They could loosen your password restrictions for downloads (say, to go on a shopping spree without your consent) or force automatic updates if they know a newer app or OS release is vulnerable.
Anyone hoping to recreate the bug on their own Mac should log in as a local admin, then open the App Store preference pane from System Preferences. Flipping those settings could be used in conjunction with another attack to ensure a system wasn't patched to close a security hole, though local access or at least administrator access from a remote location are required. Earlier this week, a bug was reported on the Open Radar platform which gave a detailed description of an issue discovered on macOS High Sierra version 10.13.2.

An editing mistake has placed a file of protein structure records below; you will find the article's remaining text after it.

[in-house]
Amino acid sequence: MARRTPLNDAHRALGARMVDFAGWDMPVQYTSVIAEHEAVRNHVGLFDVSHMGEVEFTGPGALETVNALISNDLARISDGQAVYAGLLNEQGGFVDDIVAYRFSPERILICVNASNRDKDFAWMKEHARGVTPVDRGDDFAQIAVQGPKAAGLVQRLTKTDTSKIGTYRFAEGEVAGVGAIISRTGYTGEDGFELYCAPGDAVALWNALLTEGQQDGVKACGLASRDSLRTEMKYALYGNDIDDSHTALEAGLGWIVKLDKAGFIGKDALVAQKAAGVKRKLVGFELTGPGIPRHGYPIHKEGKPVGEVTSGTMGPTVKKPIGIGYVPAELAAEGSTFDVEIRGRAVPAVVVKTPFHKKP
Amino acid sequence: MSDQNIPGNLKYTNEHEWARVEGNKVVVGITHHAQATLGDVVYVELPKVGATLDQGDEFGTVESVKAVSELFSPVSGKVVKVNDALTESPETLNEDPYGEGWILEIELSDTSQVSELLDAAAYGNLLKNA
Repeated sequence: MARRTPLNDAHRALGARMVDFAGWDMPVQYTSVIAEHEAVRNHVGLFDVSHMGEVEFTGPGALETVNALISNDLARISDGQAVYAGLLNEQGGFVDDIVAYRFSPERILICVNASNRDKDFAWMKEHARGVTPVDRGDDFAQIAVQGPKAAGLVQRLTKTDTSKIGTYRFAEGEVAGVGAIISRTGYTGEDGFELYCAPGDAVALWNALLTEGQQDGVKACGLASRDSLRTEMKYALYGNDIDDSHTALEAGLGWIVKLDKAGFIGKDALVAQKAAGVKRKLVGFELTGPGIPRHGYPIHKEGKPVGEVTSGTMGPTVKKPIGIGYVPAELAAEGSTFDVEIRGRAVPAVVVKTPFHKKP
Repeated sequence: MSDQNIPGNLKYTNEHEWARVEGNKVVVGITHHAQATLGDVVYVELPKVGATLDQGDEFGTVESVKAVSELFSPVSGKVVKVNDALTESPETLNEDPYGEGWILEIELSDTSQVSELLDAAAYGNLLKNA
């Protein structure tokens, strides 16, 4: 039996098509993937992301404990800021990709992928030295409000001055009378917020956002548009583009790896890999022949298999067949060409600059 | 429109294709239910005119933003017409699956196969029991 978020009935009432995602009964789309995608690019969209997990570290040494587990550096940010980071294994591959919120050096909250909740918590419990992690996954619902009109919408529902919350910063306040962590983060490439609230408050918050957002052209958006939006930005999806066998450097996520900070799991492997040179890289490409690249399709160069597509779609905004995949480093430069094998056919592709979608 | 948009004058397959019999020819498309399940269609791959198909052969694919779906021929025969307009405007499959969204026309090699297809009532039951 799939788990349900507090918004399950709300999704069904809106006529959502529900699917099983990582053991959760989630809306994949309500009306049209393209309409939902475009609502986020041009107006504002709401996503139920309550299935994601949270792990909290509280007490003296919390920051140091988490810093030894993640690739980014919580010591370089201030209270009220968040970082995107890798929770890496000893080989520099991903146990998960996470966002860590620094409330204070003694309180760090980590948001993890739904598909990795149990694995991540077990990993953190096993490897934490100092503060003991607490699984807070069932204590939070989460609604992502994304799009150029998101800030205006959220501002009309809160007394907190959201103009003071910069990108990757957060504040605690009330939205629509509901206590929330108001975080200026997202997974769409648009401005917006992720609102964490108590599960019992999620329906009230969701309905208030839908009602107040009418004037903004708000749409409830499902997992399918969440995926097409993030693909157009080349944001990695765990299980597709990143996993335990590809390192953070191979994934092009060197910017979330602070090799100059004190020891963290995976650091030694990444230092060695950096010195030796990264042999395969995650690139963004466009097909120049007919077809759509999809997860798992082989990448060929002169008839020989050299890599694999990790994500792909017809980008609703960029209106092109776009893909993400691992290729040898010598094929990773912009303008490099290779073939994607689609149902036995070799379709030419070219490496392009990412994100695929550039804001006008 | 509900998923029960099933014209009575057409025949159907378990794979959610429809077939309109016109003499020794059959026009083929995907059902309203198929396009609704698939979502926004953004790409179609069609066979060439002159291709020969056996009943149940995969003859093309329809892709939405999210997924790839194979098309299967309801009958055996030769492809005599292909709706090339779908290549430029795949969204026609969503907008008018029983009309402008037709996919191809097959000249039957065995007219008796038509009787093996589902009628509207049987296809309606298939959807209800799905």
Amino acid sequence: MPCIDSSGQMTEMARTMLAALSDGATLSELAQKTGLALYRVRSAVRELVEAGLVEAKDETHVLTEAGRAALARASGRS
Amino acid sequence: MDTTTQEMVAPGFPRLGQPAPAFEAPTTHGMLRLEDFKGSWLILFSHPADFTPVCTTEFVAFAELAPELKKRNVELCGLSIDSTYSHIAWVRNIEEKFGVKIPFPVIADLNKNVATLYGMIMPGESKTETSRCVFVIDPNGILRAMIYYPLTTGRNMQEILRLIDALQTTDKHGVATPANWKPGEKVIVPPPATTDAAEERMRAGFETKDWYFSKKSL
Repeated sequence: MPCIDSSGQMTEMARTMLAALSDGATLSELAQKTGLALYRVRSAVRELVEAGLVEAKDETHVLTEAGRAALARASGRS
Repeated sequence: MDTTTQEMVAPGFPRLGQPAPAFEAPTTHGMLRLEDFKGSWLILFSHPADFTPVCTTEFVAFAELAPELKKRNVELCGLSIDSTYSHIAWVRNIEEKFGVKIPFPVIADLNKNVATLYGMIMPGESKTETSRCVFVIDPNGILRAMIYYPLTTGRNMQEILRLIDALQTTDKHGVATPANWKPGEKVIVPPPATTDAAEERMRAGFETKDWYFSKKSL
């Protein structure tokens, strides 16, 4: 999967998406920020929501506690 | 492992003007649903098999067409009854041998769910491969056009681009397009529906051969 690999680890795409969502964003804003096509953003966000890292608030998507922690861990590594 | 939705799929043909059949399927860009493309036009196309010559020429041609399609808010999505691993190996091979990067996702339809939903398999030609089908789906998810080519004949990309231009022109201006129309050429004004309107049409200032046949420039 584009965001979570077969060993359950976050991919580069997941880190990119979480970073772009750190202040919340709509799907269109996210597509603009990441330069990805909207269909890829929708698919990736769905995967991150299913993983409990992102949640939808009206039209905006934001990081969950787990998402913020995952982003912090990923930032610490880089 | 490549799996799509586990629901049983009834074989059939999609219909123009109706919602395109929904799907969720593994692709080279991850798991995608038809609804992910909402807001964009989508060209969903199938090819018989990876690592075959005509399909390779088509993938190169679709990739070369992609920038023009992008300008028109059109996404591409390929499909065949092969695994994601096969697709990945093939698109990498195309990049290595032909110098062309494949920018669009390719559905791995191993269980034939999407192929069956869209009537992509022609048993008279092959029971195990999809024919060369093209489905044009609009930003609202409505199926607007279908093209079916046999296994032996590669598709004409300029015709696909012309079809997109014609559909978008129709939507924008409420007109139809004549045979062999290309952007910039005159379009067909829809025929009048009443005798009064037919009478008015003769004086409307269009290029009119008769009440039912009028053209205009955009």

Attackers could gain access to your Mac thanks to another security flaw discovered in the latest version of its operating system.
Assuming the attacker would be able to gain such access, they would still only be able to change the user's preferences in the App Store.
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With I Am Root still fresh in the memories of users and the recent hoopla over Meltdown and Spectre not yet died-down, this comes at a particularly unwelcome time.
Enter any bogus password you like and the system will grant you access.
Previous year some of you might recall that Apple's macOS High Sierra had a security flaw/bug which allowed users to gain admin access without the need for a password. Once locked, click it again, enter your user name, and enter anything you want for a password.
'We greatly regret this error and we apologize to all Mac users, ' Apple said in a statement at the time.
The bug report highlighted that this new discovery signified another embarrassing flaw in password-based issues for Apple. The bug was spotted by MacWorld, which also notes that it's most likely the bug will be fixed in the next update as users running the 10.13.3 beta haven't been able to reproduce it. Our customers deserve better.